Autumn is with us. With its perennial intimations of endings, many feel drawn to reflect more profoundly on one or other dimension of the mystery of their lives. This October, the aspect that keeps coming back to me concerns the nature of my innermost conviction, my fundamental motivation, the constant logo of my soul that sums up my reason for living. What, in essence, is the bare, core focus that sustains me when all else falls away?
I have just finished Michael Mayne’s The Enduring Melody. This, too, has stimulated my search for what nourishes my soul in times of spiritual famine. The author, who was slowly and painfully dying while writing this rich and recent book, explored what he called the cantus firmus that underpinned his life – the fixed song, the plainchant cadence unadorned by harmony or counterpoint. During the time of our lives many notes will weave their way in and out and around the steadfast refrain, but the basic melody endures. There’s always a bit of firm ground that never alters.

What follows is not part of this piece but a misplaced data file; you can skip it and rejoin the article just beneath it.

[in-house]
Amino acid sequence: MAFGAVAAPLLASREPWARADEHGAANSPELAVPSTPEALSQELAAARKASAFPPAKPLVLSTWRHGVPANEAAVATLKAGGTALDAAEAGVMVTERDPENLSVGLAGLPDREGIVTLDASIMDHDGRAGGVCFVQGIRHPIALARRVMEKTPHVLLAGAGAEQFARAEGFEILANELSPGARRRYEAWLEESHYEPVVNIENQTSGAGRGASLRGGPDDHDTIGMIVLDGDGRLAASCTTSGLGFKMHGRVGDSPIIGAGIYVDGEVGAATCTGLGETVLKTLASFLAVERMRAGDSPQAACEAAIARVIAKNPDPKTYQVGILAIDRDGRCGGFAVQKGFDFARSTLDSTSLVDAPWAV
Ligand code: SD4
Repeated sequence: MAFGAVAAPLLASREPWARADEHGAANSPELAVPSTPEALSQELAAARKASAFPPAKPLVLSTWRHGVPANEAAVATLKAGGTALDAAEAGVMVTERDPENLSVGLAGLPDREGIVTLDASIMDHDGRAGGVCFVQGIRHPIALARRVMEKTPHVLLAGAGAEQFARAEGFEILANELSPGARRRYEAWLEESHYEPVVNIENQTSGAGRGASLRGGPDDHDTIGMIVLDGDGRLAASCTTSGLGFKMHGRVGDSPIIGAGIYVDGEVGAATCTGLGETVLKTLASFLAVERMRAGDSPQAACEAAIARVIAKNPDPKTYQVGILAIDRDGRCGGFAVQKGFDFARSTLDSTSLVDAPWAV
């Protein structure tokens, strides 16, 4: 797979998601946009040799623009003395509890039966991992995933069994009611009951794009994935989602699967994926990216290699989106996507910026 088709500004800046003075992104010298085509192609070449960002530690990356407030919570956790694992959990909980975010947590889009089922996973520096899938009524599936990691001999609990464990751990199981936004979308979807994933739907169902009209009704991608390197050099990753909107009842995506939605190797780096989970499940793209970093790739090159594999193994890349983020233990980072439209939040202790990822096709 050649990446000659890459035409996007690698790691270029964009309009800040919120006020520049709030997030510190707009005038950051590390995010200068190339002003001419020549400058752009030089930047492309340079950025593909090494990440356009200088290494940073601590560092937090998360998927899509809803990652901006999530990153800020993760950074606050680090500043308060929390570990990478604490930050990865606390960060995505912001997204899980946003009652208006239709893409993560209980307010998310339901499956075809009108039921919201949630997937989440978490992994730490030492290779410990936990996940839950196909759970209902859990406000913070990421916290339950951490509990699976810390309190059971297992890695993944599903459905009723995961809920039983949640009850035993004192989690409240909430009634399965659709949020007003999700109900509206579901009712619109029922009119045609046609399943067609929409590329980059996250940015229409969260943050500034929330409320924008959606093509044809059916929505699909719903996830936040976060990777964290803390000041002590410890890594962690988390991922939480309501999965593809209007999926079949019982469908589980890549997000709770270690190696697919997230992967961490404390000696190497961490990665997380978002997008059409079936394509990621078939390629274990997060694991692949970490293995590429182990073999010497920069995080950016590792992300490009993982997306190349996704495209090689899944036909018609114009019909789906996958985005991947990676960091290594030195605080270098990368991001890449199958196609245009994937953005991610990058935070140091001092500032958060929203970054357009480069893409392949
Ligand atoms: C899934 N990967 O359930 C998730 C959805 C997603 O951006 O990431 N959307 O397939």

It is when we find age, autumn, or death upon us that we begin to think about what has remained constant throughout the vicissitudes of our lives; what has offered the persistent direction to a ‘north’ for the compass of our souls. Is there any musical echo within us about which we can say, with Mayne, ‘This has been mine, and mine alone: however much I have deviated from it and chosen my own note-lengths, this is its ground bass. There are certain critical truths and experiences that have seized and shaped me, and it is this firm ground that speaks to me of what is authentic, and to which I can return, touching base as it were, at every stage of my unpredictable human journey’?